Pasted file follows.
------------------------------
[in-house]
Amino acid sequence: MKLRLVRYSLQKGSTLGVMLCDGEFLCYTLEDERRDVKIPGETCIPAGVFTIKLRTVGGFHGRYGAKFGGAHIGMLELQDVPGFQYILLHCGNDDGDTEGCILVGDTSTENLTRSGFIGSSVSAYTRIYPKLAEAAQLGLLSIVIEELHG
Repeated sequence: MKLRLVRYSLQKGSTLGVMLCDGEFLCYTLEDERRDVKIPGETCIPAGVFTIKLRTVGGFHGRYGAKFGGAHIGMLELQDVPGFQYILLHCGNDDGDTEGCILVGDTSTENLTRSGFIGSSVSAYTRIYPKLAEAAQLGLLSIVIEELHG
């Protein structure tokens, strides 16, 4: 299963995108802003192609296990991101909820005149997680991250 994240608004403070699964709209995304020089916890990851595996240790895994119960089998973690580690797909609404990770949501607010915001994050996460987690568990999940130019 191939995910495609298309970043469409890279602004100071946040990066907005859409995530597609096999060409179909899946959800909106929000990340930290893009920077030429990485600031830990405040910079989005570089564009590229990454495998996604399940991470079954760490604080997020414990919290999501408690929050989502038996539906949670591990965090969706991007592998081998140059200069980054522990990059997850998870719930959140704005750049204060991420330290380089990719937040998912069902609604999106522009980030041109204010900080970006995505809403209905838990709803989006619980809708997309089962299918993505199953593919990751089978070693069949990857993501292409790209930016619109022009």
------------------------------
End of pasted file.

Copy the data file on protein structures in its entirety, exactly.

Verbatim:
[in-house]
Amino acid sequence: MKLRLVRYSLQKGSTLGVMLCDGEFLCYTLEDERRDVKIPGETCIPAGVFTIKLRTVGGFHGRYGAKFGGAHIGMLELQDVPGFQYILLHCGNDDGDTEGCILVGDTSTENLTRSGFIGSSVSAYTRIYPKLAEAAQLGLLSIVIEELHG
Repeated sequence: MKLRLVRYSLQKGSTLGVMLCDGEFLCYTLEDERRDVKIPGETCIPAGVFTIKLRTVGGFHGRYGAKFGGAHIGMLELQDVPGFQYILLHCGNDDGDTEGCILVGDTSTENLTRSGFIGSSVSAYTRIYPKLAEAAQLGLLSIVIEELHG
């Protein structure tokens, strides 16, 4: 299963995108802003192609296990991101909820005149997680991250 994240608004403070699964709209995304020089916890990851595996240790895994119960089998973690580690797909609404990770949501607010915001994050996460987690568990999940130019 191939995910495609298309970043469409890279602004100071946040990066907005859409995530597609096999060409179909899946959800909106929000990340930290893009920077030429990485600031830990405040910079989005570089564009590229990454495998996604399940991470079954760490604080997020414990919290999501408690929050989502038996539906949670591990965090969706991007592998081998140059200069980054522990990059997850998870719930959140704005750049204060991420330290380089990719937040998912069902609604999106522009980030041109204010900080970006995505809403209905838990709803989006619980809708997309089962299918993505199953593919990751089978070693069949990857993501292409790209930016619109022009």